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Lost His Drawl
Can Americans speak without betraying their origins? Natalie Baker-Shirer of Carnegie Mellon University teaches acting students and theater professionals how to speak Standard American English, free of regionalisms, accents or dialects.
“Standard American,” in the context of dramatic speech, means one single standard of speech that will sound American — simple, unaffected and distinct, devoid of regional influences. Although there is no official Standard American speech, there is a range of acceptability. In real life, as opposed to the theater, all accents, dialects and regionalisms of a language are valid. But, in the theater, we deal with the dramatic expression of the written word. As a professor of speech for actors, I want to teach a manner of speech that communicates the content of the written word with clarity and consistency. That is why I teach students to speak “Standard American” English, without regionalisms, accents or dialects.
Very few, if any, Americans grow up speaking this consistent Standard American speech. Because our environment influences our speech, standard pronunciation must be taught. In learning to speak for the theater, a student learns the 39 sounds of Standard American English, as defined by the International Phonetic Association. These sounds are used to communicate spoken English in a way that conveys no information beyond the content of the words themselves. In an American production of Shakespeare’s “Hamlet,” for example, we want the audience to be involved with Hamlet’s problem and how he attempts to solve it. We don’t want it to be distracted by the thought that Hamlet seems to be from Texas. Standard American English relieves the audience of wondering about where Hamlet learned his original speech patterns.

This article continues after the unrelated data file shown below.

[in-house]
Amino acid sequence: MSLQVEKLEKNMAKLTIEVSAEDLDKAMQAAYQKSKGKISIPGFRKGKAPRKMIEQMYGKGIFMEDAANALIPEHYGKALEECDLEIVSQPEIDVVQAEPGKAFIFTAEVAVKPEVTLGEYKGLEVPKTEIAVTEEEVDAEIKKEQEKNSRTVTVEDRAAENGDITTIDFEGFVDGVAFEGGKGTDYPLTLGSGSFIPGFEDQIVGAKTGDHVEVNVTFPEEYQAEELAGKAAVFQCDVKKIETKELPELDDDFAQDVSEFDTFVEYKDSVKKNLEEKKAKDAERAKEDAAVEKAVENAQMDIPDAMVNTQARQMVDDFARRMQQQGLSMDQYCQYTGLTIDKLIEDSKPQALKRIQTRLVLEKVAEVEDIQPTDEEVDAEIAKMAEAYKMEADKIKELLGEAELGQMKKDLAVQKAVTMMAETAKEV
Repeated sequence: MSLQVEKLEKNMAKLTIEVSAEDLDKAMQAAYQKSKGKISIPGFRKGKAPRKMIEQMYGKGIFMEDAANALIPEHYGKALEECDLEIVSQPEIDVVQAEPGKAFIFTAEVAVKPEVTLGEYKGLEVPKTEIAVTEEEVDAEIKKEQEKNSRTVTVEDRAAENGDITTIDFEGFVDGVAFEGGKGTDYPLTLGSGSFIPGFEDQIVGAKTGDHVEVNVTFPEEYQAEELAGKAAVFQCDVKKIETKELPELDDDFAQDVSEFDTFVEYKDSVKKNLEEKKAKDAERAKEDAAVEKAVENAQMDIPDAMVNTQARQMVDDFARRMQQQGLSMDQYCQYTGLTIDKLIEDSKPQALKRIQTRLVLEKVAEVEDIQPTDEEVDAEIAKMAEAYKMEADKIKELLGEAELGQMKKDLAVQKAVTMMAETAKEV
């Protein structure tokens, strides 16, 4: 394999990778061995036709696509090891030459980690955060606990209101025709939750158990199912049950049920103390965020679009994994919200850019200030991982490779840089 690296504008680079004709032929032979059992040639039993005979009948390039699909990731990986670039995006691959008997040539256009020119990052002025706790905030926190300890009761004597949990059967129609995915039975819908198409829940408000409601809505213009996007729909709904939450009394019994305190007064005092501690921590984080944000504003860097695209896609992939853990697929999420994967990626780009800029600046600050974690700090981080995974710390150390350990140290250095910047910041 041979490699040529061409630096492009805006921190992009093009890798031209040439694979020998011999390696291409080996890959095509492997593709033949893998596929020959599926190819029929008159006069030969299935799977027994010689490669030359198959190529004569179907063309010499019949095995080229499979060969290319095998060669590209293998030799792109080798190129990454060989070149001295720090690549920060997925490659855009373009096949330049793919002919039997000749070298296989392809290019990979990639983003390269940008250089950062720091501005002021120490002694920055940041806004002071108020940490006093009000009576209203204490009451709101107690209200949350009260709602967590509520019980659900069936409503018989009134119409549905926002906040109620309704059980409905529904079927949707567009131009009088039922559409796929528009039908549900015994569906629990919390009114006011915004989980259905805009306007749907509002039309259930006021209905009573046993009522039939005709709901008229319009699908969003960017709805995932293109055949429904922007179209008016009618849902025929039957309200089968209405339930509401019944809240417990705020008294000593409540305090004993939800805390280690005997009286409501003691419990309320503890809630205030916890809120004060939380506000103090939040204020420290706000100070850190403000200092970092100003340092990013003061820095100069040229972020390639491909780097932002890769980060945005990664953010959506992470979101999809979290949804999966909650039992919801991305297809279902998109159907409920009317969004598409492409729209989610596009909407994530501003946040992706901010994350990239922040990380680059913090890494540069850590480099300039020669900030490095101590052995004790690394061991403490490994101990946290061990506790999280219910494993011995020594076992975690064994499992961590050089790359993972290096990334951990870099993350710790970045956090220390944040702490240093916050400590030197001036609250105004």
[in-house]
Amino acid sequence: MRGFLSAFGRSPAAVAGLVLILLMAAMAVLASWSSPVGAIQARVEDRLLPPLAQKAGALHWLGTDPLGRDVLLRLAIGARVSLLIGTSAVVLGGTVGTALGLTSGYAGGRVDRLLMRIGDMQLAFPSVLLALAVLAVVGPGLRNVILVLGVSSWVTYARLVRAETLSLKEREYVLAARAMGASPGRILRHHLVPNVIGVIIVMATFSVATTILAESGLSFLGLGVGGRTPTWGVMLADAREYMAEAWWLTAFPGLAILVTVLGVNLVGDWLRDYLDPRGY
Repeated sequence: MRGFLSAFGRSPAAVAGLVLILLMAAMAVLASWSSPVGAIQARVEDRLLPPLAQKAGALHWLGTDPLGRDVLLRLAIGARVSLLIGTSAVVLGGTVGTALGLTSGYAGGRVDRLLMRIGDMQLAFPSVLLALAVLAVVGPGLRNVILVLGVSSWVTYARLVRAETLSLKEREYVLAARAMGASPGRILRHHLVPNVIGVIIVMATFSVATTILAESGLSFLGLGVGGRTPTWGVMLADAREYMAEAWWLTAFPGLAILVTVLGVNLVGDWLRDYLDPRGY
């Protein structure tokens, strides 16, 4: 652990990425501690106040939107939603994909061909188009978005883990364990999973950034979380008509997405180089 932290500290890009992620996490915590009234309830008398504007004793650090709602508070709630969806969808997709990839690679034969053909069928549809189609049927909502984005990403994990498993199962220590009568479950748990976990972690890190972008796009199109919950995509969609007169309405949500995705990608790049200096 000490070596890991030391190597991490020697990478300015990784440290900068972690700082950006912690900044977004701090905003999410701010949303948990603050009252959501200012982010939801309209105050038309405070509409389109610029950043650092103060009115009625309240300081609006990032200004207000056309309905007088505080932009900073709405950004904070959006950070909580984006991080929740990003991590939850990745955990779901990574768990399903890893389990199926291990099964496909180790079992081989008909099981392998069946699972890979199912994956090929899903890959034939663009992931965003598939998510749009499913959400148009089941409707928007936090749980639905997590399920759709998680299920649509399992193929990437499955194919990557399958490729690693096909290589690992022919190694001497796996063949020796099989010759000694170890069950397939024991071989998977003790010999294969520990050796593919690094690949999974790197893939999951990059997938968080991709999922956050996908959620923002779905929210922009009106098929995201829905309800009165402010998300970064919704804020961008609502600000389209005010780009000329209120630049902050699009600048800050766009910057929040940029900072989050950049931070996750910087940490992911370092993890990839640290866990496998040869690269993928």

Hooked on Phonetics
A student actor learns speech technique founded on phonetic principles. Our language is inconveniently un-phonetic; words are not spelled according to how they are pronounced. Students who want to improve their voice and speech must study phonetics. In the late 19th century, an international group of linguists developed the International Phonetic Alphabet (IPA), used to study the sounds of all of the world’s languages. I use the IPA because it is the fastest, most complete way to visualize speech — not only to produce Standard American English, but also dialects and accents for diverse roles. We start by raising students’ ability to perceive sounds, then to duplicate them. As language expert Morris Halle wrote, “…words are learned and are stored in our linguistic memory. If the words we utter are composed of discrete sounds, then it is reasonable to suppose that words in memory also consist of sequences of discrete sounds.”
No two actors, however well trained, sound exactly alike
William and Flora Hewlett
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